An Entrepreneurial President?
Jonathan Ortmans, President, Public Forum Institute
While programs and policies will tell, if his statements and actions so far are anything to go by, President Obama is shaping up to be the “entrepreneurship” President.
Obama knows the basic research on entrepreneurship. Last May, of entrepreneurs he said: “So small businesses like these are driving our economy. You’re the job creators, responsible for half of all private sector jobs. You’re innovators, producing 13 times more patents per employee than large companies. You’re the starting point for the products and brands that have redefined the market. After all, Google started out as a small business; that was a research project. Hewlett-Packard began with two guys in a garage” (Remarks by the President at Ceremony Honoring National Small Business Award Winners, May 19, 2009).
Just a few days ago, the President called for more great ideas to be translated into businesses: “I believe that jobs are best created not by government, but by businesses and entrepreneurs who are willing to take a risk on a good idea. I believe that our role is not to disparage wealth, but to expand its reach; not to stifle the market, but to strengthen its ability to unleash the creativity and innovation that still make this nation the envy of the world” (Remarks by the President on 21st Century Financial Regulatory Reform, June 17, 2009). Obama seems to understand that all entrepreneurship is social in the sense that it benefits not just the successful visionary, but also the rest of society through innovations, jobs and wealth.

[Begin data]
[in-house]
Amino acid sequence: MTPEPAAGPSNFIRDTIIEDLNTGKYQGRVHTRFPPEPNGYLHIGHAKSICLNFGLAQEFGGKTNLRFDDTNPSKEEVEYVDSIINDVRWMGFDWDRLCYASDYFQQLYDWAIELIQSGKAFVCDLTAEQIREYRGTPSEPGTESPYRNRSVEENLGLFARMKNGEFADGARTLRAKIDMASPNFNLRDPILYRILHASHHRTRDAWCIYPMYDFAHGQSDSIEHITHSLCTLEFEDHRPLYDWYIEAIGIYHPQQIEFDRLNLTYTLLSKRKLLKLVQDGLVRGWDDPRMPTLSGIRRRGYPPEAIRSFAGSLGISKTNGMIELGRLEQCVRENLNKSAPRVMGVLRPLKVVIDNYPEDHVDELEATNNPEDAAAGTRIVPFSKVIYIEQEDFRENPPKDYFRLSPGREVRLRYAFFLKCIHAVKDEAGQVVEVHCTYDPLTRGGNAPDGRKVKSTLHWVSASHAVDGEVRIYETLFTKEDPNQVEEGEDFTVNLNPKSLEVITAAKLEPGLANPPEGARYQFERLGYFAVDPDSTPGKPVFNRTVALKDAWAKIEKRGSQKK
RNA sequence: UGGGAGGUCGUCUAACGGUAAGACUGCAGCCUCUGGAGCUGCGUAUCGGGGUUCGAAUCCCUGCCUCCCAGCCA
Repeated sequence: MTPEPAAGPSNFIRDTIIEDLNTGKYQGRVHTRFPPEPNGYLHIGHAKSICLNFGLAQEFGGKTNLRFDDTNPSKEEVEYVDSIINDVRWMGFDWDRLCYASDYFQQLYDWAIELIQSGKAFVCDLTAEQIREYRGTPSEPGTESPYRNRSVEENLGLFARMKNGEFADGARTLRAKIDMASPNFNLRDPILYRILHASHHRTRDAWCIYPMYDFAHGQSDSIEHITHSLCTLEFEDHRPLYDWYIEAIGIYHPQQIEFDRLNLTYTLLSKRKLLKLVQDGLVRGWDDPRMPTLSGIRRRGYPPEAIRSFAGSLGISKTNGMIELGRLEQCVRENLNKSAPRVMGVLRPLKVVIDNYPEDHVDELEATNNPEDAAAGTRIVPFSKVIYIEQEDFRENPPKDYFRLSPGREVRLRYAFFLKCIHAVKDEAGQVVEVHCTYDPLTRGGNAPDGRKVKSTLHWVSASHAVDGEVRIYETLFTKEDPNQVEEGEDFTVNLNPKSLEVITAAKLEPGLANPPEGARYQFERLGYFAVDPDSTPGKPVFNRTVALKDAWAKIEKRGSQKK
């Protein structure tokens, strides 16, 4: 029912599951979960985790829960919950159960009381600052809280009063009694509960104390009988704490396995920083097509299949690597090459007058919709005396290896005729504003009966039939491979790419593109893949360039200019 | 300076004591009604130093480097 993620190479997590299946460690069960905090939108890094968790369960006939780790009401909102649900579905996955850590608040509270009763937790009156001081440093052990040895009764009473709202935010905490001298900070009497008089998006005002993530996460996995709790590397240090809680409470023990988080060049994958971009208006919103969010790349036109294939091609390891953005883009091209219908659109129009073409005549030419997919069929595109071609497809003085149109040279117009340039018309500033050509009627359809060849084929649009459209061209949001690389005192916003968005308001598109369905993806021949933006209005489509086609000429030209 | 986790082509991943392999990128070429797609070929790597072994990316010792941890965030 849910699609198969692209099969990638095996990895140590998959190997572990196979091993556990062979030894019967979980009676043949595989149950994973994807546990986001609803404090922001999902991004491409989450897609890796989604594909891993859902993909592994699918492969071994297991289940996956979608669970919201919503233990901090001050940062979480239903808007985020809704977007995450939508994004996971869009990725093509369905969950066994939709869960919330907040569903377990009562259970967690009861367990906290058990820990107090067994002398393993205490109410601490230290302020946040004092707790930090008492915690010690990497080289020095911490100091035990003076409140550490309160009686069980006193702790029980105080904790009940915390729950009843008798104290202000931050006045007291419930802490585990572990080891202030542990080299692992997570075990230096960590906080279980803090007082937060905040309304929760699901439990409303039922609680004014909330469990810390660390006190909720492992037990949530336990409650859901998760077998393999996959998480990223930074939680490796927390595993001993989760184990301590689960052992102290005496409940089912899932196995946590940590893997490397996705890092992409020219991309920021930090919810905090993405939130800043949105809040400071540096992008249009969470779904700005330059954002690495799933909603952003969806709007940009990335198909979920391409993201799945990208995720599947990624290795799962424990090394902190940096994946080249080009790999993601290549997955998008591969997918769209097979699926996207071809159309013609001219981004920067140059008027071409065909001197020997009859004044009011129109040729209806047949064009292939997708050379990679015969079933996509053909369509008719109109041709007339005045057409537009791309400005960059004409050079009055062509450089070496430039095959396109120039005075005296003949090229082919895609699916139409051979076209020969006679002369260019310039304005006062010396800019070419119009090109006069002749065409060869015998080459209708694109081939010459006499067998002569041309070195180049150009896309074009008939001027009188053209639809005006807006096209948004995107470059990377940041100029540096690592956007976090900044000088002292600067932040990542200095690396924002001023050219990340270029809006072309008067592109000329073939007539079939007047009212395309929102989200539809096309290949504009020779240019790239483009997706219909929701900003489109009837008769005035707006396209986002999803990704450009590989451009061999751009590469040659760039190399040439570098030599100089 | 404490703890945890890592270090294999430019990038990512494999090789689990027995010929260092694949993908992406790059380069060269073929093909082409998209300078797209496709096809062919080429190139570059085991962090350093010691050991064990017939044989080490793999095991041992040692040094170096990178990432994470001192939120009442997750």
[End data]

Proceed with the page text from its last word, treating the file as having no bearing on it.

Obama also offered a vote of confidence to entrepreneurs with the various measures he implemented to help small businesses and innovators in his recovery measures and budget, from a boost in SBA lending to large investments to move the innovation pipeline in energy technology and broadband. He highlighted the role of entrepreneurs in the economic recovery in various occasions: “Our recovery in the present and our prosperity in the future depend upon the success of America's small businesses and entrepreneurs. And that's why my administration has already taken aggressive action on their behalf. My recovery plan, as already been noted, raises the guarantees on SBA loans to 90 percent and eliminates costly fees for borrowers and lenders that can be too costly in a recession. And these changes are being implemented now, fulfilling a campaign promise that I made. The recovery plan also includes a series of tax cuts for small businesses and tax incentives to encourage investments in small businesses. And the Treasury Department has launched the Consumer and Business Lending Initiative to help unfreeze the credit markets” (Remarks by the President to Small Business Owners, Community Leaders and Members of Congress, March 16, 2009).